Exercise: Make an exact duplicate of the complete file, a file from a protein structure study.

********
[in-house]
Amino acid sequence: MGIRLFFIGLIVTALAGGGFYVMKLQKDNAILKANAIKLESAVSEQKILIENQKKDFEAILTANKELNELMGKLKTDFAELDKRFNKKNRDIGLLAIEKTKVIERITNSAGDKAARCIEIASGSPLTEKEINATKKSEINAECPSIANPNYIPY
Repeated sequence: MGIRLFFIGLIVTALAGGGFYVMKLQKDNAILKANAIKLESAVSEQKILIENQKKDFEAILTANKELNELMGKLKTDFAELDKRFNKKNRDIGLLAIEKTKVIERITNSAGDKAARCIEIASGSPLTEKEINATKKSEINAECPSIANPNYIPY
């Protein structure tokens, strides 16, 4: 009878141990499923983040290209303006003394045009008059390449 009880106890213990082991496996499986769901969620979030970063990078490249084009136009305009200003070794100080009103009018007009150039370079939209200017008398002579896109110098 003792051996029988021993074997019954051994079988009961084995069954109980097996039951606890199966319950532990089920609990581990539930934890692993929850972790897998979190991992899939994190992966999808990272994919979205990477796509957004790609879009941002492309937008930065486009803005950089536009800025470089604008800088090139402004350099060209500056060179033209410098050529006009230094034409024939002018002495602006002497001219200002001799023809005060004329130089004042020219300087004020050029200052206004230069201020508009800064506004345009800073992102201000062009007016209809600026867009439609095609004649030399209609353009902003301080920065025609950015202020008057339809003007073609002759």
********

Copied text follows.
[in-house]
Amino acid sequence: MGIRLFFIGLIVTALAGGGFYVMKLQKDNAILKANAIKLESAVSEQKILIENQKKDFEAILTANKELNELMGKLKTDFAELDKRFNKKNRDIGLLAIEKTKVIERITNSAGDKAARCIEIASGSPLTEKEINATKKSEINAECPSIANPNYIPY
Repeated sequence: MGIRLFFIGLIVTALAGGGFYVMKLQKDNAILKANAIKLESAVSEQKILIENQKKDFEAILTANKELNELMGKLKTDFAELDKRFNKKNRDIGLLAIEKTKVIERITNSAGDKAARCIEIASGSPLTEKEINATKKSEINAECPSIANPNYIPY
């Protein structure tokens, strides 16, 4: 009878141990499923983040290209303006003394045009008059390449 009880106890213990082991496996499986769901969620979030970063990078490249084009136009305009200003070794100080009103009018007009150039370079939209200017008398002579896109110098 003792051996029988021993074997019954051994079988009961084995069954109980097996039951606890199966319950532990089920609990581990539930934890692993929850972790897998979190991992899939994190992966999808990272994919979205990477796509957004790609879009941002492309937008930065486009803005950089536009800025470089604008800088090139402004350099060209500056060179033209410098050529006009230094034409024939002018002495602006002497001219200002001799023809005060004329130089004042020219300087004020050029200052206004230069201020508009800064506004345009800073992102201000062009007016209809600026867009439609095609004649030399209609353009902003301080920065025609950015202020008057339809003007073609002759």